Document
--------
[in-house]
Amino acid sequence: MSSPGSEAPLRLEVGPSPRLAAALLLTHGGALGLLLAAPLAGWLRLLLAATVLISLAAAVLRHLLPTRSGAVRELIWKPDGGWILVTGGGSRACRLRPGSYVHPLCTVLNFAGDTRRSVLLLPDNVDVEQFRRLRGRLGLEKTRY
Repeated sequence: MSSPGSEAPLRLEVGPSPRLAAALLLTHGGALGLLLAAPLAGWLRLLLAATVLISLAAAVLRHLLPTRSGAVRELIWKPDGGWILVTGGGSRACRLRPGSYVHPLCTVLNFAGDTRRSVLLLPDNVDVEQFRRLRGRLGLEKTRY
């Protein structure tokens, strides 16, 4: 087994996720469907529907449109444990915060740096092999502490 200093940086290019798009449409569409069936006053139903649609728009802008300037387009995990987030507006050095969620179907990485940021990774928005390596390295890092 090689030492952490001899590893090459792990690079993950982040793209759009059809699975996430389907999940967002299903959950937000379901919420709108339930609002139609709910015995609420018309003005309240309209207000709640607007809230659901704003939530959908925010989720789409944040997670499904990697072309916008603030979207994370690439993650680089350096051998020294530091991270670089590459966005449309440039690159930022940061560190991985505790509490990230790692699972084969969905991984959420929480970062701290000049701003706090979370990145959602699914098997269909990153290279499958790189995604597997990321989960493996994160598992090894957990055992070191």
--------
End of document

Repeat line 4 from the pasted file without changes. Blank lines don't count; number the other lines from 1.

């Protein structure tokens, strides 16, 4: 087994996720469907529907449109444990915060740096092999502490 200093940086290019798009449409569409069936006053139903649609728009802008300037387009995990987030507006050095969620179907990485940021990774928005390596390295890092 090689030492952490001899590893090459792990690079993950982040793209759009059809699975996430389907999940967002299903959950937000379901919420709108339930609002139609709910015995609420018309003005309240309209207000709640607007809230659901704003939530959908925010989720789409944040997670499904990697072309916008603030979207994370690439993650680089350096051998020294530091991270670089590459966005449309440039690159930022940061560190991985505790509490990230790692699972084969969905991984959420929480970062701290000049701003706090979370990145959602699914098997269909990153290279499958790189995604597997990321989960493996994160598992090894957990055992070191």